The audit, so far, has found "serious questions" in the sentences of 349 individuals either already released from prison or scheduled for release, corrections officials said. Of those, judges have amended sentences in 56 cases.
The errors occurred for a variety of reasons. In some cases, judicial clerks may have given incorrect sentences to the corrections department. In others, corrections officials may have interpreted sentences incorrectly. A full breakdown is not yet available on how the errors occurred.
The audit still is in the preliminary stages and is not expected to be finished until July. The state has identified 8,415 individuals whose sentences need reviews, with at least 2,500 warranting a more intensive look. About a fifth of the intensive reviews have been completed.
If the current error rate continues, "serious" sentencing flaws could be detected ...continued... by Christopher N. Osher
The registry is behind everyone's suspicions and thoughts!5-15-2013 Massachusetts:
Framingham Police said the man reported by Hemenway PTO parents and mentioned in an alert by the school principal has been confirmed as not a registered sex offender.
Framingham Police said the man reported by parents and mentioned in an alert by a school principal has been confirmed as not a registered sex offender, said Framingham Police Lt. Ron Brandolini.
The Framingham Police school resource officer McGrath and the Police Safety Division, through an investigation, have confirmed that the individual seen yesterday on the bench by the PTO member was mistakenly identified and is not the registered sex offender from Framingham’s register sex offender list, said Brandolini.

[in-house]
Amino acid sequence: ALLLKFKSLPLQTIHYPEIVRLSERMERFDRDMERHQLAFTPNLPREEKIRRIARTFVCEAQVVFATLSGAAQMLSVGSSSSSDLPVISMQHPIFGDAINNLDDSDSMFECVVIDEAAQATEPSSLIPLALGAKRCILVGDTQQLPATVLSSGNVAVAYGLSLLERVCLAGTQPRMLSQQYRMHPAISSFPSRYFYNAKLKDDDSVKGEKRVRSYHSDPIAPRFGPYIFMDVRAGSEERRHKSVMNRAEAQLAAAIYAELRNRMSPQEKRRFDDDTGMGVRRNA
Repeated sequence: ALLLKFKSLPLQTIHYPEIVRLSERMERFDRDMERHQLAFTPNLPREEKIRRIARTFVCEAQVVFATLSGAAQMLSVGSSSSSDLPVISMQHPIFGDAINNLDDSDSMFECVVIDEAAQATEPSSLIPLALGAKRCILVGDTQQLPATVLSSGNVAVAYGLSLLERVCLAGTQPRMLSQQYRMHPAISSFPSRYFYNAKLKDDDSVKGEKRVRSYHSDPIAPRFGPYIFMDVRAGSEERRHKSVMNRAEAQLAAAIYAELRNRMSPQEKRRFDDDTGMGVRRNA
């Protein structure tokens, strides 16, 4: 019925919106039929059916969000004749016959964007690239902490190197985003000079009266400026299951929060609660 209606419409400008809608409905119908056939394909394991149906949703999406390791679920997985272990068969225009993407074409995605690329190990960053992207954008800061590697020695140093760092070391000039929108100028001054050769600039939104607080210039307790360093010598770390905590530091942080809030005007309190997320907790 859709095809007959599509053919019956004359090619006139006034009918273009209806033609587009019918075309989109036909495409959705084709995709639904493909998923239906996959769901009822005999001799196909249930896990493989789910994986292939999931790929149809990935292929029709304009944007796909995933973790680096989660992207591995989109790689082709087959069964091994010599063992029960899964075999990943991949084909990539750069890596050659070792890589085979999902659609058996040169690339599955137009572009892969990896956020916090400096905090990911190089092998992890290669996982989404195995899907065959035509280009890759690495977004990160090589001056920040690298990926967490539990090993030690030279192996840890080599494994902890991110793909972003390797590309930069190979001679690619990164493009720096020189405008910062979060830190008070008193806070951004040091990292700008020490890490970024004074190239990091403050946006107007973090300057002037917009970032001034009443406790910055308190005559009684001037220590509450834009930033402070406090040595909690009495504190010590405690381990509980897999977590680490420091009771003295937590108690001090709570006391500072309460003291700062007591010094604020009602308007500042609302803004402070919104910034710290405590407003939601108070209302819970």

Police have confirmed that the individual has no criminal history, said Brandolini.
Police investigated and determined that the property in question, where the benches are located are on Heritage House, which is private property and that the individual who was mistakenly identified is a resident of that complex and is lawfully present using the benches located there, said Brandolini.
On Monday, Hemenway Elementary School Principal Lucia Laguarda sent out an alert to parents that there was a report of an "individual that was suspected of being a registered sex offender waiting at the bench located between the Heritage House and Hemenway School."
The principal told parents that the "location is a public bus stop and it is within the legal distance of the school, if in fact it is this individual."
The K-5 elementary school principal told parents in her alert she has asked the Framingham Police safety officers to follow up with school administration on the report.
On Monday Framingham Police said there was a report of a "level 3 sex offender on that bench in the morning," from a citizen. Police also said they were investigating and monitoring the situation. ..Source.. by Susan Petroni
5-15-2013 South Dakota:
RAPID CITY, S.D. (AP) — A South Dakota law prohibiting convicted sex offenders from circulating petitions is being used to prosecute a Rapid City man banned from petitioning on county property more than a year ago.
Dallas Krausch, 75, is on the state's Sex Offender Registry because of a conviction for having sexual contact with a 12-year-old girl in Pennington County in 1986. He was hired to circulate petitions for several years, and at one point he said it was his only source of income. But his allegedly aggressive approach drew complaints at the Pennington County Courthouse in 2011, and that November, county commissioners barred him from circulating petitions on county property.
Krausch is now being prosecuted for allegedly collecting petition signatures on April 11 at the Rapid City Public Library, the Rapid City Journal reported (http://bit.ly/16zmFZd ). His arrest came four days after he was asked to leave the Rushmore Plaza Civic Center, where he also was circulating a petition, according to police reports.
Defense attorney Dennis Groff said in court Tuesday that he is working with prosecutors to resolve the charges against his client, who faces two misdemeanor counts. Krausch could face up to two years in jail and $4,000 in fines if convicted.